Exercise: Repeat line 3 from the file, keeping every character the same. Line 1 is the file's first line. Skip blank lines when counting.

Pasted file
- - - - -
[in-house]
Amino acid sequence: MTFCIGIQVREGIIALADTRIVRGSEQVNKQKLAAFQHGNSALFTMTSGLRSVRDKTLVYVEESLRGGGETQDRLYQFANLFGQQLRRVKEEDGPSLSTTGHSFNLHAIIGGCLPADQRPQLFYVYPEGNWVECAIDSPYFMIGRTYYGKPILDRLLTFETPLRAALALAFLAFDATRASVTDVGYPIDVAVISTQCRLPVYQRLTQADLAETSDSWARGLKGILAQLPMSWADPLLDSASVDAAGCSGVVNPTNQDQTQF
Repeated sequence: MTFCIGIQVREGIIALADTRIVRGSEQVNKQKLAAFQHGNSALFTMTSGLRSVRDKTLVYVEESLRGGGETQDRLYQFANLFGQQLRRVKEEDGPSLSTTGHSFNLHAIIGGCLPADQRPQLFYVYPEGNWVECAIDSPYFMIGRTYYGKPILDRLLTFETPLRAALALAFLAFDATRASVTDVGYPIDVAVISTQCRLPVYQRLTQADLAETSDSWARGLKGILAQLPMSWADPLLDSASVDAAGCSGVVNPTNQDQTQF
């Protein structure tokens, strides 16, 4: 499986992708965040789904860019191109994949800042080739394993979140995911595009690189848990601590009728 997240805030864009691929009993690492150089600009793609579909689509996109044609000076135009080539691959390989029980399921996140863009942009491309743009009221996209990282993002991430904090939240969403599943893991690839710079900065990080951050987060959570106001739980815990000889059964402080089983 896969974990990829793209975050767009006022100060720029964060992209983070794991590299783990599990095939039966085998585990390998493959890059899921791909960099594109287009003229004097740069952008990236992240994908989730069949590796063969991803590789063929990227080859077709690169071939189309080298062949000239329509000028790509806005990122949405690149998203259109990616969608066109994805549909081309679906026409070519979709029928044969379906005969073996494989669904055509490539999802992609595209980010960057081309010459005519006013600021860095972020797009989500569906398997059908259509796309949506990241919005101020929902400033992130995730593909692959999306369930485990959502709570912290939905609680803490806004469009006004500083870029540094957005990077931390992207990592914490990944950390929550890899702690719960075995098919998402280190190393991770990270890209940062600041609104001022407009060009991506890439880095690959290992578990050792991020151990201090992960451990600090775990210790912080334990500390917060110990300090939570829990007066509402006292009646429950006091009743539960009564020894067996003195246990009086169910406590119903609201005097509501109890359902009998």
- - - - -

Repeated sequence: MTFCIGIQVREGIIALADTRIVRGSEQVNKQKLAAFQHGNSALFTMTSGLRSVRDKTLVYVEESLRGGGETQDRLYQFANLFGQQLRRVKEEDGPSLSTTGHSFNLHAIIGGCLPADQRPQLFYVYPEGNWVECAIDSPYFMIGRTYYGKPILDRLLTFETPLRAALALAFLAFDATRASVTDVGYPIDVAVISTQCRLPVYQRLTQADLAETSDSWARGLKGILAQLPMSWADPLLDSASVDAAGCSGVVNPTNQDQTQF